Top Destinations

Amina Dearmon, owner of Perspectives Travel, sees “domestic destinations that have global influences” as the big trend.

“As a New Orleans-based advisor, I’ve been promoting places like New Orleans, Charleston, and Savannah as domestic destinations with global influences,” Dearmon said. “The benefit of traveling to destinations like these is that if clients missed trips to France, Spain, the Caribbean, or Africa, they can have similar authentic cultural experiences in these cities.”

Other U.S. destinations that will remain high on traveler’s lists include Hawaii, Las Vegas, NYC and Miami.

Beach in Cancun
Beach in Cancun. (photo by Codie Liermann)

Internationally though, Mexico and the Caribbean remain the easiest destinations to travel to for Americans, with several flight options available. Plus, the limited to no travel restrictions to enter the country are a huge draw for many travelers.

The region also continues to see a slew of bookings thanks in part to the wide variety of resort options.

“The top travel trend I’m seeing is all-inclusive resorts,” said Scott Lara of Cruise Genius. “While thousands are returning to cruise ships, anti-vaxxers are flocking to resorts in Cancun, Jamaica and the Dominican Republic.”

“In 2022 I believe that there will be a resurgence for the Caribbean islands,” said Anthony Tucker, Vice President and General Manager of All Inclusive Outlet. “Much of 2021 has been dominated by Mexico and the Dominican Republic given their more lenient entry requirements, but as we get further away from 2020, I believe that the demand for smaller, boutique experiences will dramatically increase.”

While the tropical destinations will continue to dominate, there is still a major interest in European destinations like Greece, Ireland, Iceland, Croatia, Portugal, France and Italy.

European Union flag over a map of the region.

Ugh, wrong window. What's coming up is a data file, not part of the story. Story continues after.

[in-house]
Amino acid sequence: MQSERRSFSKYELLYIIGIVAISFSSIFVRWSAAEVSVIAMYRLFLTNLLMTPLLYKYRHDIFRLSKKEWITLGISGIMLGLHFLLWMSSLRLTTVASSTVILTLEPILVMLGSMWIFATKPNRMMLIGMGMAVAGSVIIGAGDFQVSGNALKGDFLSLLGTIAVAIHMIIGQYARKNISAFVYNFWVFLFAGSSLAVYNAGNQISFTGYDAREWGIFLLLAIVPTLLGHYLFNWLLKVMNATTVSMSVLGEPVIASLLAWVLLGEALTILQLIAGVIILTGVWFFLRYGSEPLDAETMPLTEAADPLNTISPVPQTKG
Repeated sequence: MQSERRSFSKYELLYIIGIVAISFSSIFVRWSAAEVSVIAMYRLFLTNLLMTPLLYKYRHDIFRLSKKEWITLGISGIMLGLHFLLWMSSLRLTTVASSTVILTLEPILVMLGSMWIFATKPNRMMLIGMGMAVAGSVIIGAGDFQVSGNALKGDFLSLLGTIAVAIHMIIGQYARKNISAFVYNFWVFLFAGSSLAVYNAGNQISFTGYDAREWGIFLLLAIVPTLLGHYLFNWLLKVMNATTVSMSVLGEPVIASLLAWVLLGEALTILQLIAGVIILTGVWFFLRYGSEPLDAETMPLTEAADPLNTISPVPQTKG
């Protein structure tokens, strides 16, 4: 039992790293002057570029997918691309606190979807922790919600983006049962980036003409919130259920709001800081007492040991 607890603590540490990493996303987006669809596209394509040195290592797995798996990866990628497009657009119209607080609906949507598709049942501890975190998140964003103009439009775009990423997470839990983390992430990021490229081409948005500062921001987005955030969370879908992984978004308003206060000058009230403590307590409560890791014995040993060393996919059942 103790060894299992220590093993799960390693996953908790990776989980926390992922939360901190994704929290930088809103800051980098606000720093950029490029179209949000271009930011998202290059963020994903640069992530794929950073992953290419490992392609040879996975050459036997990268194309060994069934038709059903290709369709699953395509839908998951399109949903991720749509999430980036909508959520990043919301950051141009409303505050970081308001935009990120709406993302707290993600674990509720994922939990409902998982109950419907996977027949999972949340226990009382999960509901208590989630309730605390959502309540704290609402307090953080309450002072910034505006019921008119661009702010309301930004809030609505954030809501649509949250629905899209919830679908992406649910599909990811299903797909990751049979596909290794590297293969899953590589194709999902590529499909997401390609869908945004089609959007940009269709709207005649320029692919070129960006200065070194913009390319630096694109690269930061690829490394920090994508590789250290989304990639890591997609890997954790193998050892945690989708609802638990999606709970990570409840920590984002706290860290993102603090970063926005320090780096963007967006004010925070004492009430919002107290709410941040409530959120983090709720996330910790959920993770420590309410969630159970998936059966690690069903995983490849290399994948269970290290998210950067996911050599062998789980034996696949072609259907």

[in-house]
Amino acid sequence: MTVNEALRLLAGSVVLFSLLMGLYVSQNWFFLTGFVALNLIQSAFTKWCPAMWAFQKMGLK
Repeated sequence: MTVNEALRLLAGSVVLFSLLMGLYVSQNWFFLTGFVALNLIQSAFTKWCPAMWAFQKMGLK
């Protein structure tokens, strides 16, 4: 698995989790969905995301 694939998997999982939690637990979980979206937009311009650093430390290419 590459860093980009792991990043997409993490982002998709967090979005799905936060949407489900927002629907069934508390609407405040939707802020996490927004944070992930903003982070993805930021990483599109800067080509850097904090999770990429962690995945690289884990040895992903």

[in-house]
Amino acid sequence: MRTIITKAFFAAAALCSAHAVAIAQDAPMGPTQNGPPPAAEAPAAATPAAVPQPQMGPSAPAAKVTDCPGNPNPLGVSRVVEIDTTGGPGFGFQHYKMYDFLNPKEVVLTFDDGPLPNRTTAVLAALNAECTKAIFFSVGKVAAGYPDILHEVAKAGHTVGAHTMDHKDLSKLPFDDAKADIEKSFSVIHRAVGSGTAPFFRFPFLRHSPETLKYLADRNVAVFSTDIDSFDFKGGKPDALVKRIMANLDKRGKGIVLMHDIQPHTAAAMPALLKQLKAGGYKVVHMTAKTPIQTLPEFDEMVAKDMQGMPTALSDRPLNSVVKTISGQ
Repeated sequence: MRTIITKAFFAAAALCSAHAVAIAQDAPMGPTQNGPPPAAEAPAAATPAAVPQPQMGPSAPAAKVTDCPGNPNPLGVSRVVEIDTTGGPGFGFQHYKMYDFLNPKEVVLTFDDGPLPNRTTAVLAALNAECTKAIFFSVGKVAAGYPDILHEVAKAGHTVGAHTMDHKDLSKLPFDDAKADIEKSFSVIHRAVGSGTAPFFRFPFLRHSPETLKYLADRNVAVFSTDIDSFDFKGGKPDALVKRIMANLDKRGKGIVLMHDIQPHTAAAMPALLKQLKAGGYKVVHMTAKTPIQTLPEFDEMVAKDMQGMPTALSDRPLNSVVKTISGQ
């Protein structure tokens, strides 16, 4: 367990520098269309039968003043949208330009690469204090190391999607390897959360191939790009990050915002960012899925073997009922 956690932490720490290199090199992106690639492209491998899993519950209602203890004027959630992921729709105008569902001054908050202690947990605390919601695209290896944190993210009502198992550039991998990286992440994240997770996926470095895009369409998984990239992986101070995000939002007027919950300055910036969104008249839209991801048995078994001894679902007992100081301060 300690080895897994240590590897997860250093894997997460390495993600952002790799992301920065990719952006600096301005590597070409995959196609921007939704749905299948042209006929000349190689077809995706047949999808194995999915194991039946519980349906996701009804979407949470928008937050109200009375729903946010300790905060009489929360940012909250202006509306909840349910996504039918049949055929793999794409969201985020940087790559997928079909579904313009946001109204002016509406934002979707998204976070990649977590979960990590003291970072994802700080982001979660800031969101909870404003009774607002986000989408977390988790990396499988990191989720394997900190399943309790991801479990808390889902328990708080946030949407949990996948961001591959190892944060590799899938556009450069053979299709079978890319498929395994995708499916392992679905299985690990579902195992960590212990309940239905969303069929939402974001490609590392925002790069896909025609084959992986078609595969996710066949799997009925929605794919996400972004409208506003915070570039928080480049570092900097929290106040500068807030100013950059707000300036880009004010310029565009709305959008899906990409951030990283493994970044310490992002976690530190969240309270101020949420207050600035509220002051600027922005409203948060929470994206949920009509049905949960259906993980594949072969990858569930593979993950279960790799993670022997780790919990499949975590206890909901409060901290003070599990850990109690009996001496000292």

European Union flag over a map of the region. (photo via iStock/Getty Images E+/FotografiaBasica)

“Travelers are heading back to the cities, and there is also this demand for Europe that has been non-stop,” said Emily Brillanti, founder of Vita Brillanti Travel. “I’m finding that so many of my clients in 2021 were still not quite ready for transatlantic travel, but now, with the vaccine rollout, they are feeling ready to take the longer trip to their favorite European cities.”

“I’m getting a lot of questions and interest in Portugal, which is exciting and well-deserved,” Brillanti continued. “Many of my clients are specifically interested in Porto, Algarve and Madeira Island.”

“We have a ton of requests coming in for Europe – focusing mostly on Greece and Italy,” said Jordan Bradshaw, Vice President of Northcutt Travel Agency. “A lot of people who are wanting to do their honeymoon in those destinations for anywhere from 8-14 days.”

“Families for spring break are starting to look at Europe or for new experiences over your typical Mexico/DR/Jamaica,” Vasquez said. “Families want to either see a new Caribbean island or just go bigger for spring break this year.”

Overall, advisors remain optimistic travel will continue to rebound in 2022, but some are already looking beyond this year.

“2022 will definitely have an upswing for travel, however, I truly believe many bookings will be made for 2023 actual travel,” said Tammy Levent, CEO of Elite Travel.

For the latest insight on travel around the world, check out this interactive guide: